By Heng Dyna
A Khmer version of this article was published in the Phnom Penh Post on May 17, 2013
The article “IMF: How to grow Cambodia” is optimistic and motivating, sharing lessons on how Cambodia can sustain its growth take-off. It also reflects the commitment of an effective IMF team to institutional building and economic growth in Cambodia. Indeed, never before has Cambodians lived in such an exciting moment: long period of political and macroeconomic stability, robust economic growth, located and integrated in the dynamic region, evolving institutions, and hopeful young population.
However, this optimism should not overlook the major challenges and risks that we, the Cambodians, need to address in order to avoid disruption of Cambodia’s growth and development. At the same time, Growth has to translate into poverty reduction and job creation. In this regards, Cambodia should focus on the inclusiveness of growth, rather than just growth. Many studies, including those from the IMF, have demonstrated that more inclusive growth is likely to be more durable growth.
Development experience have shown that sustainable and inclusive growth is based on three key areas: (i) creating the right climate for investment and growth; (ii) investing in people; and (iii) ensuring that growth is sustainable and inclusive by protecting the environment. The first point was mentioned in the “IMF: how to grow Cambodia” article.
Investing in people means that, as soon and as fast as possible, Cambodia needs to improve health and skills of population so that they can be more productive and gain more from the production chain. So far, our growth has been largely driven by physical capital investment and “peace dividend”. Investing in our people will require not only additional budget for education and health care, but also the efficiency in our spending as well as leveraging our media in skills training and health awareness.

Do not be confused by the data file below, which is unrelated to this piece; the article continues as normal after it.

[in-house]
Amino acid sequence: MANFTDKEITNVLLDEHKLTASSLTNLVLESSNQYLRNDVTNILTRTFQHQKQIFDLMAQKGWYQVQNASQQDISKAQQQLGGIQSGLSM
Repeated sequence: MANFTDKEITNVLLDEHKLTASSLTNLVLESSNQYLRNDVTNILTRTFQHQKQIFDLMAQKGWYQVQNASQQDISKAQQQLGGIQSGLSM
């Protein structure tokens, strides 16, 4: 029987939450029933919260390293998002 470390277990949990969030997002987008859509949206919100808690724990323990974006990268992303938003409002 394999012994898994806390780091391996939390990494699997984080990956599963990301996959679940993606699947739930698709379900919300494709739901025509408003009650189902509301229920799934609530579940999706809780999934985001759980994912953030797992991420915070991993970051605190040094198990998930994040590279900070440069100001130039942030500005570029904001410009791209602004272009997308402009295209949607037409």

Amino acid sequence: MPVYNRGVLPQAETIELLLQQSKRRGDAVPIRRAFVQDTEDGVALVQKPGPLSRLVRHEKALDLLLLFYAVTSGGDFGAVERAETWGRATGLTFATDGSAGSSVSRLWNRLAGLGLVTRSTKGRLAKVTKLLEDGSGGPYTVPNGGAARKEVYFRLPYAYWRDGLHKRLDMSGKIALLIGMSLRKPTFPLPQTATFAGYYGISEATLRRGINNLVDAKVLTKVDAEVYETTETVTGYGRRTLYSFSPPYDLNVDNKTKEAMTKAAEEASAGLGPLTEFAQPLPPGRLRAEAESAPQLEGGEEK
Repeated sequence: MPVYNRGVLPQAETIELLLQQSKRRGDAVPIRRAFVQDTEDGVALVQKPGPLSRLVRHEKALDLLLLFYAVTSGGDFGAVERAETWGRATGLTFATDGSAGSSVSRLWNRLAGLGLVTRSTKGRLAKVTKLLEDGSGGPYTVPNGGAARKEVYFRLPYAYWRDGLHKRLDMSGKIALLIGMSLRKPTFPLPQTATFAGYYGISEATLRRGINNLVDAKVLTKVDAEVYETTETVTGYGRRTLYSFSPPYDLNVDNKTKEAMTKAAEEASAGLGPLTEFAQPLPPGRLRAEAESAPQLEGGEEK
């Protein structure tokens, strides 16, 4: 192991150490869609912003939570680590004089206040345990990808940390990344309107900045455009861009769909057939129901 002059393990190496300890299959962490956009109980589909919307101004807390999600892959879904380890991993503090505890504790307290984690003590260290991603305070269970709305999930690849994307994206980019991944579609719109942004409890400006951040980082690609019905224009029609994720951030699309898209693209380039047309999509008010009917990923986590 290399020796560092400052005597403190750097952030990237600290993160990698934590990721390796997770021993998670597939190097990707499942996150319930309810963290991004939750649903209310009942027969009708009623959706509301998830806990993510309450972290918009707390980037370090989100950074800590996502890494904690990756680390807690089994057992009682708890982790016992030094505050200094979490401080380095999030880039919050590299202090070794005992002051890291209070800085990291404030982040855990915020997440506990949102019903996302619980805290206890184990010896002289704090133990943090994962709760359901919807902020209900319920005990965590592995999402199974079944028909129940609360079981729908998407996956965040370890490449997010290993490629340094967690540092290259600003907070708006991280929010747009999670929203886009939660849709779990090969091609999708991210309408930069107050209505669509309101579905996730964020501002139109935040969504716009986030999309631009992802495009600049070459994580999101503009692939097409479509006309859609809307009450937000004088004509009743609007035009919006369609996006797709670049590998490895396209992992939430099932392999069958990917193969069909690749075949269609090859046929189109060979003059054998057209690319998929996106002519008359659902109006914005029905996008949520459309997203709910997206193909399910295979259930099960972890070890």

The environment affects everything- the food we eat, the water we drink, and the air we breathe. Gradually, we observe that environmental issues put pressures on economic and health issues. Yes, Cambodia needs growth, but it also needs a greener growth that respects a healthy livelihood and environmental sustainability. That means Cambodia needs a good planning for quality urbanization and environmental-friendly economic expansion.
Apart from these three key areas, Cambodia also needs to reduce institutional risks by ensuring the stability and the quality transition of governance-from weak to strong; from old to young- through institutional building. The baton is being passed to the younger generation now and we need to ensure that our capable and talented younger generation can engage in leadership and public services based on meritocracy.
Cambodia’s dream belongs to all Cambodians. And the transitioning from a developing to an emerging market economy is more than just about number. It needs inclusive growth and better quality of life. Growth is just a means to our ultimate goal, a happy and prosperous society with dignity. To reach there, our institutional capacity and good public service delivery, especially in education and health, needs to be in place. The rapid growth over the last decade should give us enough confidence to think and do so.